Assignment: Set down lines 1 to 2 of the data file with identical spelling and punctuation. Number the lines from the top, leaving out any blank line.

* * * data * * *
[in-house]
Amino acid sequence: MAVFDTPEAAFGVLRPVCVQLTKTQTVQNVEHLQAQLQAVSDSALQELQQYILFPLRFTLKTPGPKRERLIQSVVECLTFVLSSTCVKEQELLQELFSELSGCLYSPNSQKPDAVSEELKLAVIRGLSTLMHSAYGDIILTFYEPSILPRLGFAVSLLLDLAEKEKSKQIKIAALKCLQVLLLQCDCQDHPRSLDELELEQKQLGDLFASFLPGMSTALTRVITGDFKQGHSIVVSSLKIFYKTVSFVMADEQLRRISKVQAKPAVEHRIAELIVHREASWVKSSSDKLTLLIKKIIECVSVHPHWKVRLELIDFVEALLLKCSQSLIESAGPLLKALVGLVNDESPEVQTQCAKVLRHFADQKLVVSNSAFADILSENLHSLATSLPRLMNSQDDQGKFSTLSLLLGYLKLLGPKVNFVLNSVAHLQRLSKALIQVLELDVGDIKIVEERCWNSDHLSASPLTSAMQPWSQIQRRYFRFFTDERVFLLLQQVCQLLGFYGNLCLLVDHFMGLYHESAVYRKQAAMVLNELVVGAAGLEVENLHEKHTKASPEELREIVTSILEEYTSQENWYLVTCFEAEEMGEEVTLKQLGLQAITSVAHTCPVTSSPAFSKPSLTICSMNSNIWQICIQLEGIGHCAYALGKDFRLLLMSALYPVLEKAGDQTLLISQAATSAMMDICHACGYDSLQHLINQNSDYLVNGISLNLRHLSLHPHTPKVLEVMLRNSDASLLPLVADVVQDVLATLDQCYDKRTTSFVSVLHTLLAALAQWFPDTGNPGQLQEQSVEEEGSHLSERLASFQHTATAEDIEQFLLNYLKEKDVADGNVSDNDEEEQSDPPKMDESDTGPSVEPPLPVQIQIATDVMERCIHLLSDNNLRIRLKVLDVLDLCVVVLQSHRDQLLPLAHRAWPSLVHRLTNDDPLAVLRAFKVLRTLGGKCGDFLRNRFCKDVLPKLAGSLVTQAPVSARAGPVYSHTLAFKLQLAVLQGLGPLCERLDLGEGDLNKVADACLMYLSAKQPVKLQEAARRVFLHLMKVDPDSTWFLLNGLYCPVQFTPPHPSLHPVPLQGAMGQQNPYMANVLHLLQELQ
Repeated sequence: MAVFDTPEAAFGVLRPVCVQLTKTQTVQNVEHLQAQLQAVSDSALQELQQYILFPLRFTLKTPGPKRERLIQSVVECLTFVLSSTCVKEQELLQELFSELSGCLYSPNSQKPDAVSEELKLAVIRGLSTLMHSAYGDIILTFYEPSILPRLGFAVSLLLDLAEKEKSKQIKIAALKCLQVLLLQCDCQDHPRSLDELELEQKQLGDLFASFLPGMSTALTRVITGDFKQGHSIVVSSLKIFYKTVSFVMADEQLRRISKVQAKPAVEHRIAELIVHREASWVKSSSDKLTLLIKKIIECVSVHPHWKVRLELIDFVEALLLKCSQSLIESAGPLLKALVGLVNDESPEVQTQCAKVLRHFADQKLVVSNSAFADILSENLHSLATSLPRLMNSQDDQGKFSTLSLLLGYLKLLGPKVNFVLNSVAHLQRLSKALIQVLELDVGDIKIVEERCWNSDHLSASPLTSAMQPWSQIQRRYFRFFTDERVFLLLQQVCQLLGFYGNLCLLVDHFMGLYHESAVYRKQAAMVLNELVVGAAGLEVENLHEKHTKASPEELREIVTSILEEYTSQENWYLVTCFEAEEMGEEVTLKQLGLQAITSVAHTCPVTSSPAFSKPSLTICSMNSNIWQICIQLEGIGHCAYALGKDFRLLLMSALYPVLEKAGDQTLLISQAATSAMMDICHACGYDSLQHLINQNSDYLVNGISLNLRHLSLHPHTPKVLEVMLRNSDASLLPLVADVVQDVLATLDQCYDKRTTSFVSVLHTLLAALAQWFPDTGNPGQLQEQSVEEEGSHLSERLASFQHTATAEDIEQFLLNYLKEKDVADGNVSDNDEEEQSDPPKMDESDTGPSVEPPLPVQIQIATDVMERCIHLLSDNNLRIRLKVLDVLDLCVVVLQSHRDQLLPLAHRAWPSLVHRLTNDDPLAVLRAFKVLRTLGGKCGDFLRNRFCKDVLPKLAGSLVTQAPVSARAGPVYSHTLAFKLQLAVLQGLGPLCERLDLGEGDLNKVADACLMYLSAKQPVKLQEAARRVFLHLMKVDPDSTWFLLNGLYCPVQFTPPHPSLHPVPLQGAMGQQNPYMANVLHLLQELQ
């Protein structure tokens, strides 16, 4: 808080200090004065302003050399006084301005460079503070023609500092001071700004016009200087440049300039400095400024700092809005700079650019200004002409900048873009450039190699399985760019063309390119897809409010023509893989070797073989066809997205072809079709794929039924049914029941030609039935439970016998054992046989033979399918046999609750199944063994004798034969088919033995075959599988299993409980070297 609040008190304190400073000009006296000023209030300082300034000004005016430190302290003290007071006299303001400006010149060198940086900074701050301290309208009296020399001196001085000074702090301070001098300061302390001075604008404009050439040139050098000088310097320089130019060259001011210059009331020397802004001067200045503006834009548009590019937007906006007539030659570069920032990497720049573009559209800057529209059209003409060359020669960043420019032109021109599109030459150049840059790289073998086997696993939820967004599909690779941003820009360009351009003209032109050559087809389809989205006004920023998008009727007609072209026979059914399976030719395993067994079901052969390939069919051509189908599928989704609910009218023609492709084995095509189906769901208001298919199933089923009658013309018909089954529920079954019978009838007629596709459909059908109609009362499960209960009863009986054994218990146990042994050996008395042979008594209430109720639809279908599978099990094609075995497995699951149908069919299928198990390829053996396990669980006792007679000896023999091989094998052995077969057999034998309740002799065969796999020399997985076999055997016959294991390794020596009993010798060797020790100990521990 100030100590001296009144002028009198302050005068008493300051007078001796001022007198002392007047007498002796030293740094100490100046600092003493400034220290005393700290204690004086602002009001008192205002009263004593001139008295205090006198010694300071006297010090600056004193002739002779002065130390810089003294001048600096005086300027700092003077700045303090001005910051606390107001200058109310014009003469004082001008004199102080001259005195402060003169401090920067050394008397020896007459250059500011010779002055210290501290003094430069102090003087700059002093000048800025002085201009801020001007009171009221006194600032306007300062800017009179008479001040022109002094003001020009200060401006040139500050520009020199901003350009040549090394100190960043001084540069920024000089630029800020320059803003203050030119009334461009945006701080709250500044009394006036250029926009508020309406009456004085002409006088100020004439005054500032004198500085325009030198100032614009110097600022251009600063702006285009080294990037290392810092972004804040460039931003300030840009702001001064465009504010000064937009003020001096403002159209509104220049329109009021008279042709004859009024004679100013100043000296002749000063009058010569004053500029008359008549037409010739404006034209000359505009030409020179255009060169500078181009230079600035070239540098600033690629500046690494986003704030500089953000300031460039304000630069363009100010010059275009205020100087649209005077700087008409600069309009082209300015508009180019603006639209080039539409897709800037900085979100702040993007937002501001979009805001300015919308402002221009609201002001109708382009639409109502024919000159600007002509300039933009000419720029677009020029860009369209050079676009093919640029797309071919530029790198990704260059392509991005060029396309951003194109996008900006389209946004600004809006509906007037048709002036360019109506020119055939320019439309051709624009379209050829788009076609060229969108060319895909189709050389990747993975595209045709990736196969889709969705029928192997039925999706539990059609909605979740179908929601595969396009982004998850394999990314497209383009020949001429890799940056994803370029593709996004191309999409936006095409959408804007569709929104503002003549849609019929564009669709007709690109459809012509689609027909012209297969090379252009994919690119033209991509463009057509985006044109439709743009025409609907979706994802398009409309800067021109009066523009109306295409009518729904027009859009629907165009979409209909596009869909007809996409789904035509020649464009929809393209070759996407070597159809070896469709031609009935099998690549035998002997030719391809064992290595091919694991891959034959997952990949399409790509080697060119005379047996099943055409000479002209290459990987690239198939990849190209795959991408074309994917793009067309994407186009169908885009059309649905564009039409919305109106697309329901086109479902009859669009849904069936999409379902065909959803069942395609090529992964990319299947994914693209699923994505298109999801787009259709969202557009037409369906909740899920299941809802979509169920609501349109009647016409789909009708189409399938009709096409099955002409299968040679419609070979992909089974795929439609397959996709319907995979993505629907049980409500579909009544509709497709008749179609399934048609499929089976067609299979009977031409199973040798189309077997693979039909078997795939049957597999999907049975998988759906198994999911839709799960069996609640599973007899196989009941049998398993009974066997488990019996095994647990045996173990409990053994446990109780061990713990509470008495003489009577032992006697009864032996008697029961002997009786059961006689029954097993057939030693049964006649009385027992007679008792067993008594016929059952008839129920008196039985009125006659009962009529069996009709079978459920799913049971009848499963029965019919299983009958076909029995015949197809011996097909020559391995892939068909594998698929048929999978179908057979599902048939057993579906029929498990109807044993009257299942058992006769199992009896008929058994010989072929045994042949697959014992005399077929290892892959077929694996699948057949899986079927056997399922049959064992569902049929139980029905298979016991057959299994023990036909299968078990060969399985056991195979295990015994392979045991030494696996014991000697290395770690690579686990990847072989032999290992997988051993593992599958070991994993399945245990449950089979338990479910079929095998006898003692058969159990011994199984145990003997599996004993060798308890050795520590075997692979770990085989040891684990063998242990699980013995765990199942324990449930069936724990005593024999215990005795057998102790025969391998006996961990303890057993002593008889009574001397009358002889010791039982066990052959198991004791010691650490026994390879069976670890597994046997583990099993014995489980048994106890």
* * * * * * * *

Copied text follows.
[in-house]
Amino acid sequence: MAVFDTPEAAFGVLRPVCVQLTKTQTVQNVEHLQAQLQAVSDSALQELQQYILFPLRFTLKTPGPKRERLIQSVVECLTFVLSSTCVKEQELLQELFSELSGCLYSPNSQKPDAVSEELKLAVIRGLSTLMHSAYGDIILTFYEPSILPRLGFAVSLLLDLAEKEKSKQIKIAALKCLQVLLLQCDCQDHPRSLDELELEQKQLGDLFASFLPGMSTALTRVITGDFKQGHSIVVSSLKIFYKTVSFVMADEQLRRISKVQAKPAVEHRIAELIVHREASWVKSSSDKLTLLIKKIIECVSVHPHWKVRLELIDFVEALLLKCSQSLIESAGPLLKALVGLVNDESPEVQTQCAKVLRHFADQKLVVSNSAFADILSENLHSLATSLPRLMNSQDDQGKFSTLSLLLGYLKLLGPKVNFVLNSVAHLQRLSKALIQVLELDVGDIKIVEERCWNSDHLSASPLTSAMQPWSQIQRRYFRFFTDERVFLLLQQVCQLLGFYGNLCLLVDHFMGLYHESAVYRKQAAMVLNELVVGAAGLEVENLHEKHTKASPEELREIVTSILEEYTSQENWYLVTCFEAEEMGEEVTLKQLGLQAITSVAHTCPVTSSPAFSKPSLTICSMNSNIWQICIQLEGIGHCAYALGKDFRLLLMSALYPVLEKAGDQTLLISQAATSAMMDICHACGYDSLQHLINQNSDYLVNGISLNLRHLSLHPHTPKVLEVMLRNSDASLLPLVADVVQDVLATLDQCYDKRTTSFVSVLHTLLAALAQWFPDTGNPGQLQEQSVEEEGSHLSERLASFQHTATAEDIEQFLLNYLKEKDVADGNVSDNDEEEQSDPPKMDESDTGPSVEPPLPVQIQIATDVMERCIHLLSDNNLRIRLKVLDVLDLCVVVLQSHRDQLLPLAHRAWPSLVHRLTNDDPLAVLRAFKVLRTLGGKCGDFLRNRFCKDVLPKLAGSLVTQAPVSARAGPVYSHTLAFKLQLAVLQGLGPLCERLDLGEGDLNKVADACLMYLSAKQPVKLQEAARRVFLHLMKVDPDSTWFLLNGLYCPVQFTPPHPSLHPVPLQGAMGQQNPYMANVLHLLQELQ